The unique bird and reptile species that make the Galapagos Islands a treasure for scientists and tourists must be preserved — that means hundreds of millions of rats must die.
A helicopter will begin dropping 22 tons of specialty designed poison bait on an island Thursday, which launches the second phase of a campaign to clear out non-native rodents by 2020 from the archipelago that helped inspire Charles Darwin’s theory of evolution.
The invasive Norway and black rats, introduced by whalers and buccaneers beginning in the 17th century, feed on the eggs and hatchlings of the islands’ native species, which include giant tortoises, lava lizards, snakes, hawks and iguanas. Rats have also depleted plants on which native species feed.
The rats have critically endangered bird species on the 19-island cluster 600 miles (1,000 kilometers) from Ecuador’s coast.
“It’s one of the worst problems the Galapagos have,” said Juan Carlos Gonzalez, a specialist with the Nature Conservancy involved in the Phase II eradication operation on Pinzon island and the islet of Plaza Sur. “Rats reproduce every three months and eat everything.”
Phase I of the anti-rat campaign began in January 2011 on Rabida island and about a dozen islets, which like Pinzon and Plaza Sur, are also uninhabited by humans. The goal is to kill all non-native rodents, beginning with the Galapagos’ smaller islands, without endangering other wildlife. The islands where people reside, Isabela and Santa Cruz, will come last.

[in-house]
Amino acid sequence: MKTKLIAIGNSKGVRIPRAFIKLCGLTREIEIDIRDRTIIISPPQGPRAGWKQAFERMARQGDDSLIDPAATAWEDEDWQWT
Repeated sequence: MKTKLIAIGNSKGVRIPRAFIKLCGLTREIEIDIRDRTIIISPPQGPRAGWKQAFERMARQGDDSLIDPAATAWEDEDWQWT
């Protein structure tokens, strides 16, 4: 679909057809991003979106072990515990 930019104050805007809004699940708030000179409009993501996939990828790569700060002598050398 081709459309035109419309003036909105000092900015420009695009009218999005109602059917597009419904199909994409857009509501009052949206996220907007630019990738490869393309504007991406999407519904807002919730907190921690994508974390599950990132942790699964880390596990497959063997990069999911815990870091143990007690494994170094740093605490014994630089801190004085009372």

Previous efforts to eradicate invasive species have removed goats, cats, burros and pigs from various islands.
“This is a very expensive but totally necessary war,” said Gonzalez.
The rat infestation has now reached one per square foot (about 10 per square meter) on Pinzon, where an estimated 180 million rodents reside.
The director of conservation for the Galapagos National Park Service, Danny Rueda, called the raticide the largest ever in South America..
The poisoned bait, developed by Bell Laboratories in the United States, is contained in light blue cubes that attract rats, but are repulsive to other inhabitants of the islands. The one-centimeter-square cubes disintegrate in a week or so. A total of 34 hawks from Pinzon were trapped in order to protect them from eating rodents that consume the poison, said park official Cristian Sevilla. On Plaza Sur, 40 iguanas were also captured temporarily for their own protection.
Rueda said the poison was specially engineered with a strong anti-coagulant that will make the rats dry up and disintegrate in less than eight days without a stench.
The current $1.8 million phase of the project is financed by the national park and nonprofit conservation groups. Poison will be dropped on Pinzon and Plaza Sur through the end of November.
Based on reporting by the Associated Press.